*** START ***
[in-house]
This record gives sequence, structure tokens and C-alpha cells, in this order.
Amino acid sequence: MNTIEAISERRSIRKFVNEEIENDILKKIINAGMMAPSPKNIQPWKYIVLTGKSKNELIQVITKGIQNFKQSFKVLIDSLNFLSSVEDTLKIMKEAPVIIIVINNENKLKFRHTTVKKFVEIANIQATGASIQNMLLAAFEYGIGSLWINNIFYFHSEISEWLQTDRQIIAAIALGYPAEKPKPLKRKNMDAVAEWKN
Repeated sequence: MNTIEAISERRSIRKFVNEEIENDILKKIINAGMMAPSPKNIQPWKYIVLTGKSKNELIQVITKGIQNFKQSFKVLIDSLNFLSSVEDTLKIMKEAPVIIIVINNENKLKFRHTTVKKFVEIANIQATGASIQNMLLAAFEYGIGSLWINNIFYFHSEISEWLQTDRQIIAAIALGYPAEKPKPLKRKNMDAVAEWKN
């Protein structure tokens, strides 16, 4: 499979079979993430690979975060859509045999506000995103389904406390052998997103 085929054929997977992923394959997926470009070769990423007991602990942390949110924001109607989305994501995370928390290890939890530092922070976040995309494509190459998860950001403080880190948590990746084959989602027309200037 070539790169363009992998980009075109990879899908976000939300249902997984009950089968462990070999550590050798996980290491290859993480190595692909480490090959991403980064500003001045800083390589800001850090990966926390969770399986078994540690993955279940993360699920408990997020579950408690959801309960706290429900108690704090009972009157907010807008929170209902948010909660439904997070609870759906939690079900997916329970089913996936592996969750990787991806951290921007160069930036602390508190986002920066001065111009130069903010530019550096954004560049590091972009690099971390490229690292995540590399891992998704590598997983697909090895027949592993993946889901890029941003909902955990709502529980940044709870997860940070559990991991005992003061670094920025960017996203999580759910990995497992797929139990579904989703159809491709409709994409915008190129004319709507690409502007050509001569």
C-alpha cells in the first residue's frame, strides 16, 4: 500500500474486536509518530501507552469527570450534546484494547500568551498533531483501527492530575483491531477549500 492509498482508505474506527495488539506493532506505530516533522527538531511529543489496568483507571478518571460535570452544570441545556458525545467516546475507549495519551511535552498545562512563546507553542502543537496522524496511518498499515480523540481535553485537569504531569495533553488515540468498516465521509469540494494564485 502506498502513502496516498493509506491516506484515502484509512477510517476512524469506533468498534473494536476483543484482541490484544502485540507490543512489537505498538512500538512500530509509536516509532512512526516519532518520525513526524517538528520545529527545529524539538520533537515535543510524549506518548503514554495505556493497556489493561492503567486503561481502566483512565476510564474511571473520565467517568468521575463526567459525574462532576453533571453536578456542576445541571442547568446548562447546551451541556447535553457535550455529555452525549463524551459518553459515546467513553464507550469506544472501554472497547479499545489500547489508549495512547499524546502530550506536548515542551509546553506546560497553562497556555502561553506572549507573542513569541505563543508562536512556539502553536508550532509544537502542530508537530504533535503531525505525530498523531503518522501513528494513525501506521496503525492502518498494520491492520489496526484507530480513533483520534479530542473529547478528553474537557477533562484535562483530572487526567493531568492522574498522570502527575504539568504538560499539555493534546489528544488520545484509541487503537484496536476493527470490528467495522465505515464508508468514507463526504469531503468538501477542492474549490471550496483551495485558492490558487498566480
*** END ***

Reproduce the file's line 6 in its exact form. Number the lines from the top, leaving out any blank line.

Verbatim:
C-alpha cells in the first residue's frame, strides 16, 4: 500500500474486536509518530501507552469527570450534546484494547500568551498533531483501527492530575483491531477549500 492509498482508505474506527495488539506493532506505530516533522527538531511529543489496568483507571478518571460535570452544570441545556458525545467516546475507549495519551511535552498545562512563546507553542502543537496522524496511518498499515480523540481535553485537569504531569495533553488515540468498516465521509469540494494564485 502506498502513502496516498493509506491516506484515502484509512477510517476512524469506533468498534473494536476483543484482541490484544502485540507490543512489537505498538512500538512500530509509536516509532512512526516519532518520525513526524517538528520545529527545529524539538520533537515535543510524549506518548503514554495505556493497556489493561492503567486503561481502566483512565476510564474511571473520565467517568468521575463526567459525574462532576453533571453536578456542576445541571442547568446548562447546551451541556447535553457535550455529555452525549463524551459518553459515546467513553464507550469506544472501554472497547479499545489500547489508549495512547499524546502530550506536548515542551509546553506546560497553562497556555502561553506572549507573542513569541505563543508562536512556539502553536508550532509544537502542530508537530504533535503531525505525530498523531503518522501513528494513525501506521496503525492502518498494520491492520489496526484507530480513533483520534479530542473529547478528553474537557477533562484535562483530572487526567493531568492522574498522570502527575504539568504538560499539555493534546489528544488520545484509541487503537484496536476493527470490528467495522465505515464508508468514507463526504469531503468538501477542492474549490471550496483551495485558492490558487498566480